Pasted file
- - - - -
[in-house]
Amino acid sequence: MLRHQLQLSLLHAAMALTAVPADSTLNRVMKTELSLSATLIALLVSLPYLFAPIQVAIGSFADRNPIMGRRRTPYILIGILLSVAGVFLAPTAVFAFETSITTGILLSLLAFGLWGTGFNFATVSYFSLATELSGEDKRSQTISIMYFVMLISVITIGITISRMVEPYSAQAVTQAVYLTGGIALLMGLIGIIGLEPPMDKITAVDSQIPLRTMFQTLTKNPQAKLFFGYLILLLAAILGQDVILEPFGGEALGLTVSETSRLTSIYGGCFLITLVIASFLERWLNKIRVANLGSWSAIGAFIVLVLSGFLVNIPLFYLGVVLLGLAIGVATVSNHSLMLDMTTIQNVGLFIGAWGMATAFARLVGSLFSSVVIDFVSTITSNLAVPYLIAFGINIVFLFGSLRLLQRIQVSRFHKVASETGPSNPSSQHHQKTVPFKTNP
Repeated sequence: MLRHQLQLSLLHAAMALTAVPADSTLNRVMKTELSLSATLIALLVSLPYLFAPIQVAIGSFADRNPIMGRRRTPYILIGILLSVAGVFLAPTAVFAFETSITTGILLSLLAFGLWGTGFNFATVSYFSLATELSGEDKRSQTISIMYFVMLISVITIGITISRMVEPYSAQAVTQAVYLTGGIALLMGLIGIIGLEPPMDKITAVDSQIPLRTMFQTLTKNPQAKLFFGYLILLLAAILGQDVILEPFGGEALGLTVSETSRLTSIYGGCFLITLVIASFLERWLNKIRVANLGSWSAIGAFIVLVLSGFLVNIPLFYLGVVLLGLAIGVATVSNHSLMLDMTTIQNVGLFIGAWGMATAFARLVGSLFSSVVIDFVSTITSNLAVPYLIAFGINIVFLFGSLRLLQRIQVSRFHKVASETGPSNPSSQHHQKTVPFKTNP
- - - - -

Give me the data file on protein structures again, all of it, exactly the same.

[in-house]
Amino acid sequence: MLRHQLQLSLLHAAMALTAVPADSTLNRVMKTELSLSATLIALLVSLPYLFAPIQVAIGSFADRNPIMGRRRTPYILIGILLSVAGVFLAPTAVFAFETSITTGILLSLLAFGLWGTGFNFATVSYFSLATELSGEDKRSQTISIMYFVMLISVITIGITISRMVEPYSAQAVTQAVYLTGGIALLMGLIGIIGLEPPMDKITAVDSQIPLRTMFQTLTKNPQAKLFFGYLILLLAAILGQDVILEPFGGEALGLTVSETSRLTSIYGGCFLITLVIASFLERWLNKIRVANLGSWSAIGAFIVLVLSGFLVNIPLFYLGVVLLGLAIGVATVSNHSLMLDMTTIQNVGLFIGAWGMATAFARLVGSLFSSVVIDFVSTITSNLAVPYLIAFGINIVFLFGSLRLLQRIQVSRFHKVASETGPSNPSSQHHQKTVPFKTNP
Repeated sequence: MLRHQLQLSLLHAAMALTAVPADSTLNRVMKTELSLSATLIALLVSLPYLFAPIQVAIGSFADRNPIMGRRRTPYILIGILLSVAGVFLAPTAVFAFETSITTGILLSLLAFGLWGTGFNFATVSYFSLATELSGEDKRSQTISIMYFVMLISVITIGITISRMVEPYSAQAVTQAVYLTGGIALLMGLIGIIGLEPPMDKITAVDSQIPLRTMFQTLTKNPQAKLFFGYLILLLAAILGQDVILEPFGGEALGLTVSETSRLTSIYGGCFLITLVIASFLERWLNKIRVANLGSWSAIGAFIVLVLSGFLVNIPLFYLGVVLLGLAIGVATVSNHSLMLDMTTIQNVGLFIGAWGMATAFARLVGSLFSSVVIDFVSTITSNLAVPYLIAFGINIVFLFGSLRLLQRIQVSRFHKVASETGPSNPSSQHHQKTVPFKTNP